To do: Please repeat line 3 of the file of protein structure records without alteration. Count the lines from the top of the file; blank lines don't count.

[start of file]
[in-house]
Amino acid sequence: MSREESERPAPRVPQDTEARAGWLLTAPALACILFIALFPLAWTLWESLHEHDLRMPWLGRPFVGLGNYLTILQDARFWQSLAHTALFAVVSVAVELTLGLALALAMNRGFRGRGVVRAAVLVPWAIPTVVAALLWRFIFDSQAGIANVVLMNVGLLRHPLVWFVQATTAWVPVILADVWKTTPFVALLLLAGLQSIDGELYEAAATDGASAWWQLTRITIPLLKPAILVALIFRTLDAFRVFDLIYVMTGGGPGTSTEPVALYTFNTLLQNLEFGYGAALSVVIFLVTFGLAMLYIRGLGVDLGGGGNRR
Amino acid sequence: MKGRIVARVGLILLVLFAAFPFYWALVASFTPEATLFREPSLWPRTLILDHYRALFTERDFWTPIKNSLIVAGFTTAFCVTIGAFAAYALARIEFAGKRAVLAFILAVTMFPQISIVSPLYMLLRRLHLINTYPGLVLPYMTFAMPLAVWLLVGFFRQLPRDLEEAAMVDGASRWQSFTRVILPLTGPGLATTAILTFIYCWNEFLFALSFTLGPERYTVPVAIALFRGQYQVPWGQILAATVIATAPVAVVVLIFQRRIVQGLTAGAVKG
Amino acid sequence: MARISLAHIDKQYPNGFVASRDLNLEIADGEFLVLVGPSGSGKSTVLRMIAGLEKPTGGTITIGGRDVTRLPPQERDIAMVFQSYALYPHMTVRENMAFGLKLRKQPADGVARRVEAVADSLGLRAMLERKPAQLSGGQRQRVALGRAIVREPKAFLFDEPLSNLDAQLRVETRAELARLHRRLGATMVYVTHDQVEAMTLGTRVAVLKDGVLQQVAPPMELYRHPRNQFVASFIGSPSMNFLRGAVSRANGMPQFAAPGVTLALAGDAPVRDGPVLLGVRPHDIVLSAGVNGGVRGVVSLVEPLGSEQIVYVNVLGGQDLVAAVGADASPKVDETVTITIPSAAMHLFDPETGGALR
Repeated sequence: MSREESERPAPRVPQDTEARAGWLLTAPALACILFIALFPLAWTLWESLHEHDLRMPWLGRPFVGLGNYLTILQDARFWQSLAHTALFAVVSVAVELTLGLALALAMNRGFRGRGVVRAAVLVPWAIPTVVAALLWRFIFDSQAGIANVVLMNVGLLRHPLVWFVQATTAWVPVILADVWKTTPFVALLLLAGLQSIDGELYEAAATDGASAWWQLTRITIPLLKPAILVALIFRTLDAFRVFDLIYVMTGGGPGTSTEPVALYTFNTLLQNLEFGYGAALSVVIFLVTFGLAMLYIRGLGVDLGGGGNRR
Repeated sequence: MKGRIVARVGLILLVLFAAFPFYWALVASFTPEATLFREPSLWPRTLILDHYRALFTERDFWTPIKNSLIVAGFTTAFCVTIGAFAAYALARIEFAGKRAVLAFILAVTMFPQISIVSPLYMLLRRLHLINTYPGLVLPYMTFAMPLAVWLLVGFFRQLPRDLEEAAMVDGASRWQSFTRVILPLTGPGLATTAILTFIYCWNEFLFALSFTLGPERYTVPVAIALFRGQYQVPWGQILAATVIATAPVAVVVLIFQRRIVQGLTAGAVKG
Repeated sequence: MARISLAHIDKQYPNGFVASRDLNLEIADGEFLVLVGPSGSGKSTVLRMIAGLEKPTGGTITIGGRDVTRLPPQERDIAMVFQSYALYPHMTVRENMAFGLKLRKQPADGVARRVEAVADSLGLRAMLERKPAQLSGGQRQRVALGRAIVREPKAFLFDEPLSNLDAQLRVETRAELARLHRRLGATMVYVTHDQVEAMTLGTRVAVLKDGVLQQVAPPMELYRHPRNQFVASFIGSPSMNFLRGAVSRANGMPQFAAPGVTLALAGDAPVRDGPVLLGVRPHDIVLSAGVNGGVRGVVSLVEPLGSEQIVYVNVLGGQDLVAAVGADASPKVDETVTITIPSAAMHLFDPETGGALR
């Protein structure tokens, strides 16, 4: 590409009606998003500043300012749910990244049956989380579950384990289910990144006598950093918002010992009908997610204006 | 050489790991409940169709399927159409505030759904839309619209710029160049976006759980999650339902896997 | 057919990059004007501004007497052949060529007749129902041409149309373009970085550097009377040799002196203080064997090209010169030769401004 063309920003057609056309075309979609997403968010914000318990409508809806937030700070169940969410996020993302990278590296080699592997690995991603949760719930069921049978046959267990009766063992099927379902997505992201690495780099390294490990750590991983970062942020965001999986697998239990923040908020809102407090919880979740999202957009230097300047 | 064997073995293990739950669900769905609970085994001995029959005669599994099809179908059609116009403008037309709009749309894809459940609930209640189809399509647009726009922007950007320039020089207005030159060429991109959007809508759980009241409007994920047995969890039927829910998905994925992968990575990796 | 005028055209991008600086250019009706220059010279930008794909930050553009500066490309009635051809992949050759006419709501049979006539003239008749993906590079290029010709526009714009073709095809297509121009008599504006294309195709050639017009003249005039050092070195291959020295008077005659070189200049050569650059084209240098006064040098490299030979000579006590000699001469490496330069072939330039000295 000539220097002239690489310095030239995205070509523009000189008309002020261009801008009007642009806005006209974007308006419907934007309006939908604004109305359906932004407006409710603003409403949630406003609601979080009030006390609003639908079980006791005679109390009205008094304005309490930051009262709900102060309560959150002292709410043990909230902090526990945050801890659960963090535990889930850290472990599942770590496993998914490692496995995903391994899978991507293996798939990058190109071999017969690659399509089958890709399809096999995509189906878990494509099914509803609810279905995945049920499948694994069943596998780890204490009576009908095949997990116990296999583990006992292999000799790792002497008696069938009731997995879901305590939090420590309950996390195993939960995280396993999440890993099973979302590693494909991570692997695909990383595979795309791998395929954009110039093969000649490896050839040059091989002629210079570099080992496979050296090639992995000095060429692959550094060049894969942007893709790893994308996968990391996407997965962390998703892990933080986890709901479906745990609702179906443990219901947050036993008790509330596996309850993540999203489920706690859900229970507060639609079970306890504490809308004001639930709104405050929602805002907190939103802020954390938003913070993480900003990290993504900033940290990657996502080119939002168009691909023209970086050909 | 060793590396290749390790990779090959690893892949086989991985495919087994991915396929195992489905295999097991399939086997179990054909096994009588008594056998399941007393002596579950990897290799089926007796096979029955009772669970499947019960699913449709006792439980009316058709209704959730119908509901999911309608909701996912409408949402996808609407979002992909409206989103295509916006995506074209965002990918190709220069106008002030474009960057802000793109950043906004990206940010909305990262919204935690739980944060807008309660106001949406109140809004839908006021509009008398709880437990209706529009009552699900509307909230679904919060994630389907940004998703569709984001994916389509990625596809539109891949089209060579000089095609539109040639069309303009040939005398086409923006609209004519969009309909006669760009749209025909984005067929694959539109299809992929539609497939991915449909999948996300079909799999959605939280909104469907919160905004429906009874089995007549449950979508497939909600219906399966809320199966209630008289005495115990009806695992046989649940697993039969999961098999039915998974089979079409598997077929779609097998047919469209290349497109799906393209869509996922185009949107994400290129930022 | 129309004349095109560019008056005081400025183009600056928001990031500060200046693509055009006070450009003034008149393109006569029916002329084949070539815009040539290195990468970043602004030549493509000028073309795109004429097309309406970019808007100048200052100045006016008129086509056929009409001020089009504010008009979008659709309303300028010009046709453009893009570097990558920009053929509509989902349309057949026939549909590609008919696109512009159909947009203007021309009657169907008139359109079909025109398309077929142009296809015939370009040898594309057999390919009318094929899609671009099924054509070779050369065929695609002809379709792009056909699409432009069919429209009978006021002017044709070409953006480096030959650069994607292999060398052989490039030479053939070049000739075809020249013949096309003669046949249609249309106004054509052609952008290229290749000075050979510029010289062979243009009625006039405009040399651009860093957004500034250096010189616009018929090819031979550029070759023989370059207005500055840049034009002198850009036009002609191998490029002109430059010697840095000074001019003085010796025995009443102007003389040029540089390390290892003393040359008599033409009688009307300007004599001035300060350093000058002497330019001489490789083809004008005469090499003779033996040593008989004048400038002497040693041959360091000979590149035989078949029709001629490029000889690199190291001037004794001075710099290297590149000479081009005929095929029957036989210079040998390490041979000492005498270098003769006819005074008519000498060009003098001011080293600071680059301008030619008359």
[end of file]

Amino acid sequence: MKGRIVARVGLILLVLFAAFPFYWALVASFTPEATLFREPSLWPRTLILDHYRALFTERDFWTPIKNSLIVAGFTTAFCVTIGAFAAYALARIEFAGKRAVLAFILAVTMFPQISIVSPLYMLLRRLHLINTYPGLVLPYMTFAMPLAVWLLVGFFRQLPRDLEEAAMVDGASRWQSFTRVILPLTGPGLATTAILTFIYCWNEFLFALSFTLGPERYTVPVAIALFRGQYQVPWGQILAATVIATAPVAVVVLIFQRRIVQGLTAGAVKG